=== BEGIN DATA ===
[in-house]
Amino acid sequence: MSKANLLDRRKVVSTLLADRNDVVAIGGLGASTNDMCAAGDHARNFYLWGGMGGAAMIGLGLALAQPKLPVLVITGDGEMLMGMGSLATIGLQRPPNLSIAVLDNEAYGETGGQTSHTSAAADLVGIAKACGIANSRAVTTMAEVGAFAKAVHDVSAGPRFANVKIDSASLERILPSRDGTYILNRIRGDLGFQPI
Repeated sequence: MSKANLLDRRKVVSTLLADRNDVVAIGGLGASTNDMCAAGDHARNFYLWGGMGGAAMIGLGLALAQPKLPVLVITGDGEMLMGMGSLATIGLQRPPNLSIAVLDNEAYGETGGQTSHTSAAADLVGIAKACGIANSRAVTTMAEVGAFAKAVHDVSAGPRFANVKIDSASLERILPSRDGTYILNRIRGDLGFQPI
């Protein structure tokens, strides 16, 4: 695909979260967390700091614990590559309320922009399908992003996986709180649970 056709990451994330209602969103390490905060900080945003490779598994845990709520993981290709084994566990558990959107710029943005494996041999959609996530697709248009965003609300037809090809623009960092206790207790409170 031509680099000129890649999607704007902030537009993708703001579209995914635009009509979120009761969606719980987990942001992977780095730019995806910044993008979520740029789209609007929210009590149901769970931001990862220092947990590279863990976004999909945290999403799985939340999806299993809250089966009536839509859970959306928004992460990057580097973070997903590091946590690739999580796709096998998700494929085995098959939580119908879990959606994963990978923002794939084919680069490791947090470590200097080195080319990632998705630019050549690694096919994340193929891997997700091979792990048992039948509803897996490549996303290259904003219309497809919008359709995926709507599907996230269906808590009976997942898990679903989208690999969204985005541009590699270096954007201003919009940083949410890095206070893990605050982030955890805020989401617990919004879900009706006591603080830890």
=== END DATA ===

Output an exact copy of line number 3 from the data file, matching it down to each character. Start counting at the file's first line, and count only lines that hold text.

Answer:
Repeated sequence: MSKANLLDRRKVVSTLLADRNDVVAIGGLGASTNDMCAAGDHARNFYLWGGMGGAAMIGLGLALAQPKLPVLVITGDGEMLMGMGSLATIGLQRPPNLSIAVLDNEAYGETGGQTSHTSAAADLVGIAKACGIANSRAVTTMAEVGAFAKAVHDVSAGPRFANVKIDSASLERILPSRDGTYILNRIRGDLGFQPI